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#1
04-18-2012, 06:54 PM
 timhndrxn Junior Member Join Date: Apr 2012 Posts: 9
When the growth function = 2^N

Please elaborate a little bit more in the text why this is an issue. It is crucial that the bound be polynomial. So why is 2^N bad, but N^9999 good?
#2
04-19-2012, 08:57 AM
 jcatanz Member Join Date: Apr 2012 Posts: 41
Re: When the growth function = 2^N

Quote:
 Originally Posted by timhndrxn Please elaborate a little bit more in the text why this is an issue. It is crucial that the bound be polynomial. So why is 2^N bad, but N^9999 good?
Because exponential kills polynomial. I.e., for any real number a, in the limit N --> infinity N^a/2^N goes to zero.
#3
04-19-2012, 04:12 PM
 htlin NTU Join Date: Aug 2009 Location: Taipei, Taiwan Posts: 601
Re: When the growth function = 2^N

Quote:
 Originally Posted by timhndrxn Please elaborate a little bit more in the text why this is an issue. It is crucial that the bound be polynomial. So why is 2^N bad, but N^9999 good?
They are both bad for small . But for large , the exponentially decreasing term in Hoeffding would kill and provides us some guarantee on learning. Hope this helps.
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#4
04-22-2012, 10:58 AM
 lucifirm Member Join Date: Apr 2012 Posts: 20
Re: When the growth function = 2^N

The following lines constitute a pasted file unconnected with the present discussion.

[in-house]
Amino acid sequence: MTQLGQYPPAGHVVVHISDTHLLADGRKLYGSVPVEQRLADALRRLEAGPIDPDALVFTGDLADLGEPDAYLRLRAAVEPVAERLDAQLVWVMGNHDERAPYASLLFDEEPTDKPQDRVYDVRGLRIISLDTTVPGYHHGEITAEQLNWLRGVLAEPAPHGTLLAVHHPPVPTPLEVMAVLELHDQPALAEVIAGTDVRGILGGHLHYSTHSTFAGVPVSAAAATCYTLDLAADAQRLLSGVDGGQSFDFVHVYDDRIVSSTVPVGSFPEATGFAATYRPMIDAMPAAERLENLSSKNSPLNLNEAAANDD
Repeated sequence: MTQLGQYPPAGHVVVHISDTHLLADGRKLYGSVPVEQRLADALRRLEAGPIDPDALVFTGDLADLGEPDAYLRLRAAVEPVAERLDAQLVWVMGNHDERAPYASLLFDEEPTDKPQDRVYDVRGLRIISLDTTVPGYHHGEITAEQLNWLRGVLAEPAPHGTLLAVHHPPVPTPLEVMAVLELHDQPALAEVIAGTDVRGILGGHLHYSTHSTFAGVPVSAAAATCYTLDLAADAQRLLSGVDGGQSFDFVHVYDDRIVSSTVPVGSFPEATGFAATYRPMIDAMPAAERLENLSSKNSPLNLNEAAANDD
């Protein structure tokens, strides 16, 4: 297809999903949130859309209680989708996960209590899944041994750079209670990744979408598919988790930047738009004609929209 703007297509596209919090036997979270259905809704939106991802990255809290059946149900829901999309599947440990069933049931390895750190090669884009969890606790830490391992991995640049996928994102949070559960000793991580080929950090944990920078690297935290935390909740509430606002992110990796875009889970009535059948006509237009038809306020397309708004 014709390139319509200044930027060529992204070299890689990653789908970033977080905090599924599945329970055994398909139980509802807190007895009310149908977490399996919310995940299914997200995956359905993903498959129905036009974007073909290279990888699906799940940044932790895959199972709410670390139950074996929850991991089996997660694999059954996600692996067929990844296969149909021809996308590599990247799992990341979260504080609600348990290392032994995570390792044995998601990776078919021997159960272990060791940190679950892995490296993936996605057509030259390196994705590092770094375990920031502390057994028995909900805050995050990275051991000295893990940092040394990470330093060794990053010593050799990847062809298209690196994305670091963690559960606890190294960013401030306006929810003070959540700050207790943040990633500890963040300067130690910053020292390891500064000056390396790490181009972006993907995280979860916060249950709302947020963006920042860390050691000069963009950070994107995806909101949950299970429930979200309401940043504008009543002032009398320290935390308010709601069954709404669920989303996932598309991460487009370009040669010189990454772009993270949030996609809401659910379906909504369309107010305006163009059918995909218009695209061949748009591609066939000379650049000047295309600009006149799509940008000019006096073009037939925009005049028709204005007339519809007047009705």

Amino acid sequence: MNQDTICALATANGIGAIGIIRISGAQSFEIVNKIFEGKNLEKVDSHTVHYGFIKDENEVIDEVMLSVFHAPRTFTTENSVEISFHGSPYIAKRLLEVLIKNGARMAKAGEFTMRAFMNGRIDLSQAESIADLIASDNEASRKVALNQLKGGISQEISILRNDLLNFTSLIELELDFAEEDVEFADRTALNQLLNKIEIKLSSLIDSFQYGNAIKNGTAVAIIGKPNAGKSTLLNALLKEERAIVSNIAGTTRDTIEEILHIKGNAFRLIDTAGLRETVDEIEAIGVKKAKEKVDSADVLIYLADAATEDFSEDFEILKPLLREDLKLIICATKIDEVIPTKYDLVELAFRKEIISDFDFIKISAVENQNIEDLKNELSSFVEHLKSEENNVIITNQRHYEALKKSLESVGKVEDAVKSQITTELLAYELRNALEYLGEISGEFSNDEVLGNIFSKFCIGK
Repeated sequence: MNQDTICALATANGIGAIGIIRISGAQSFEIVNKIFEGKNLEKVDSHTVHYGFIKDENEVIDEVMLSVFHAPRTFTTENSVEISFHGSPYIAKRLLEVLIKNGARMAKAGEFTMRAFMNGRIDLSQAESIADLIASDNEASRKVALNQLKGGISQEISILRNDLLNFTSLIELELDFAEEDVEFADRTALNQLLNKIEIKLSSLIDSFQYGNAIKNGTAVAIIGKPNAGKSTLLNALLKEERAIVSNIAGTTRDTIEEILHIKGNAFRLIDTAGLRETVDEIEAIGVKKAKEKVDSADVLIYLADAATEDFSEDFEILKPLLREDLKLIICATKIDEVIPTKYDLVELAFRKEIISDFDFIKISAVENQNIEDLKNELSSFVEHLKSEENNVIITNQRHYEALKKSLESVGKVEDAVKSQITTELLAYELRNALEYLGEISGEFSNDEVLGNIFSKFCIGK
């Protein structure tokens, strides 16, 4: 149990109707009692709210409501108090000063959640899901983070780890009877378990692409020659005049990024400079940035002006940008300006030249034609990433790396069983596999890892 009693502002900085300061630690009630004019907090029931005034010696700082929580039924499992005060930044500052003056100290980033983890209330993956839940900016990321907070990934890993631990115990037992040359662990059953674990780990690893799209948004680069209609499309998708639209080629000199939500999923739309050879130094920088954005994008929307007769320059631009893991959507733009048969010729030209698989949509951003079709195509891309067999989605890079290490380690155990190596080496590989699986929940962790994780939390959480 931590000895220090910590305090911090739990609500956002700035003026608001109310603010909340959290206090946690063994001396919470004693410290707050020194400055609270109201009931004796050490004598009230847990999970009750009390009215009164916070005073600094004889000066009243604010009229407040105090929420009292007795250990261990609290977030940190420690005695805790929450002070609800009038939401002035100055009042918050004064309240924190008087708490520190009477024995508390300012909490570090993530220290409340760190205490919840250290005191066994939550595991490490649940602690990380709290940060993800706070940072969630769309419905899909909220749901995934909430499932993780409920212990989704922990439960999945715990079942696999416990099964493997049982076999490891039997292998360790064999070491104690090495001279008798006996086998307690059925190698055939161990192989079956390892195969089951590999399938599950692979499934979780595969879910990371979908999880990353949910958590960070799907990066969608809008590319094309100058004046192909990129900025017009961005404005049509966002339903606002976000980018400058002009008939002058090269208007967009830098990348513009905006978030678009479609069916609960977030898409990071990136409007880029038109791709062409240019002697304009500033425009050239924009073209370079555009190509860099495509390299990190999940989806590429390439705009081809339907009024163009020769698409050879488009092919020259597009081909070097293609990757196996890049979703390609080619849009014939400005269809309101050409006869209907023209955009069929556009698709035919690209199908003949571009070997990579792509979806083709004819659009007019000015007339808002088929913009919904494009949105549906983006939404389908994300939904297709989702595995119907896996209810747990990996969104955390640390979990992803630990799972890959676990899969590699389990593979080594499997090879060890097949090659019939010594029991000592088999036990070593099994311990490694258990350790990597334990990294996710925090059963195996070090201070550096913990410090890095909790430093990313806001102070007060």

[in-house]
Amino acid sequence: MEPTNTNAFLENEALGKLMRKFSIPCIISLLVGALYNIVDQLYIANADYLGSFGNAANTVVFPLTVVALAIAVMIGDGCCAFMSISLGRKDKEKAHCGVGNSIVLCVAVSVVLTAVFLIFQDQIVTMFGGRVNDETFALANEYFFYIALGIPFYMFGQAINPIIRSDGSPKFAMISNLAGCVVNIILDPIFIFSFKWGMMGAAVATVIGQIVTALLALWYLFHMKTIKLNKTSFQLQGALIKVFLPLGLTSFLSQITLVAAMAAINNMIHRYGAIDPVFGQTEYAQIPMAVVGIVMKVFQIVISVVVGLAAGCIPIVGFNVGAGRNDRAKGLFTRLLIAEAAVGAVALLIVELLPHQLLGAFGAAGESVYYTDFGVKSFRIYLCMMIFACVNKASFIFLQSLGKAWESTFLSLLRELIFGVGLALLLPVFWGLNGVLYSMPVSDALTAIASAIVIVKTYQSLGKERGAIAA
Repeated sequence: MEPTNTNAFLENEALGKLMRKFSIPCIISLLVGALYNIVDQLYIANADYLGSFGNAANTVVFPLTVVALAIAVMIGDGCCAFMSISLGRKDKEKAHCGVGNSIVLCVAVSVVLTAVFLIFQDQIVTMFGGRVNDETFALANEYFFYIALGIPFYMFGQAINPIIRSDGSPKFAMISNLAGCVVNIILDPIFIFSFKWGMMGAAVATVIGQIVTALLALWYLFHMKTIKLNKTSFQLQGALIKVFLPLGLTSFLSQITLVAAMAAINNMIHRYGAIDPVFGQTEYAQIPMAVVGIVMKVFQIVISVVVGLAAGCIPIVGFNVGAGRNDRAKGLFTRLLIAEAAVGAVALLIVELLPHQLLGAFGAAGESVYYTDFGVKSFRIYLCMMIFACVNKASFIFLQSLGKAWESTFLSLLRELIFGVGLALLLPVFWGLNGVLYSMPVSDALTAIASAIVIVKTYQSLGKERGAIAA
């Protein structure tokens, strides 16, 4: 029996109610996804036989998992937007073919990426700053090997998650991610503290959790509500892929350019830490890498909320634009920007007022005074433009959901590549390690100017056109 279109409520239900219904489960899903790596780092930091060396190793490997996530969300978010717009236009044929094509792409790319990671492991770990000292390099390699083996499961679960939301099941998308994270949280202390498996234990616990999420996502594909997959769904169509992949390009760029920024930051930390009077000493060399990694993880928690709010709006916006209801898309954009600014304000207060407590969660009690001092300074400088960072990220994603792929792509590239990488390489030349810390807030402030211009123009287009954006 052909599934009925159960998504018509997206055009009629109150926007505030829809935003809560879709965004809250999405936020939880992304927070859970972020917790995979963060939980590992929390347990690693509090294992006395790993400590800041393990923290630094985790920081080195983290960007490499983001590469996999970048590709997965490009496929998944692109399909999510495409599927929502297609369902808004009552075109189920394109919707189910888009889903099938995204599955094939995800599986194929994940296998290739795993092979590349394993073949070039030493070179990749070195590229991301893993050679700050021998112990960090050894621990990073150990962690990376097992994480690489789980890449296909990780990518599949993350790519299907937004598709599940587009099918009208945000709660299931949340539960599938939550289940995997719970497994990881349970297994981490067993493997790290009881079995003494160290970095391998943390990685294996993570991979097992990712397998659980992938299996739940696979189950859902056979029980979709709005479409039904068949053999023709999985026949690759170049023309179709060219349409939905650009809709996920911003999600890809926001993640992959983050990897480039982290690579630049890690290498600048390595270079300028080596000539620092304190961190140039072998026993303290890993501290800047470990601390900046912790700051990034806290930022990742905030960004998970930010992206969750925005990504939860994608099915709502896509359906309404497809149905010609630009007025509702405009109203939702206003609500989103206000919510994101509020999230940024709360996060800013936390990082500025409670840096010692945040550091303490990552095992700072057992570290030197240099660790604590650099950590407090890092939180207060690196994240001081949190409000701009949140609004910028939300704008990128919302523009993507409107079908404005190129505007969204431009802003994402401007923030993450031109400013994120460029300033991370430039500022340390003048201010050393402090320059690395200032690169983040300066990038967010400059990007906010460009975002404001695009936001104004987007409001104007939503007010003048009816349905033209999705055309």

Dear Professor,

Could you explain why you have chosen a polynomial? Could you have chosen another type of function, or series, for example? A sine or cosine?

Thanks!
#5
04-22-2012, 09:07 PM
 htlin NTU Join Date: Aug 2009 Location: Taipei, Taiwan Posts: 601
Re: When the growth function = 2^N

Quote:
 Originally Posted by lucifirm Dear Professor, Could you explain why you have chosen a polynomial? Could you have chosen another type of function, or series, for example? A sine or cosine? Thanks!
I don't think we have chosen anything. Any function that can be killed by the exponentially decreasing term in Hoeffding is of course welcomed, but technically, polynomial is what has been proved. Hope this helps.
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#6
04-24-2012, 03:10 PM
 gersh Junior Member Join Date: Apr 2012 Posts: 2
Re: When the growth function = 2^N

The polynomial is multiplied by a negative exponential. For any k>0, alpha, Lim_{x-->\infinity} \alpha*p(x)*e^(-kx) =0. On other for l>k, k>0, lim_{x-->\infinity) e^(-k*x)*e^(l*x) = \infinity
#7
10-23-2012, 12:54 AM
 gah44 Invited Guest Join Date: Jul 2012 Location: Seattle, WA Posts: 153
Re: When the growth function = 2^N

Quote:
 Originally Posted by htlin They are both bad for small . But for large , the exponentially decreasing term in Hoeffding would kill and provides us some guarantee on learning. Hope this helps.
That is the way it always goes in theory.

In practice, we often don't have infinite , and so it might be that in some cases exponential isn't so bad. There are plenty of NP hard problems that can, in fact, be solved for practical (small ) cases.

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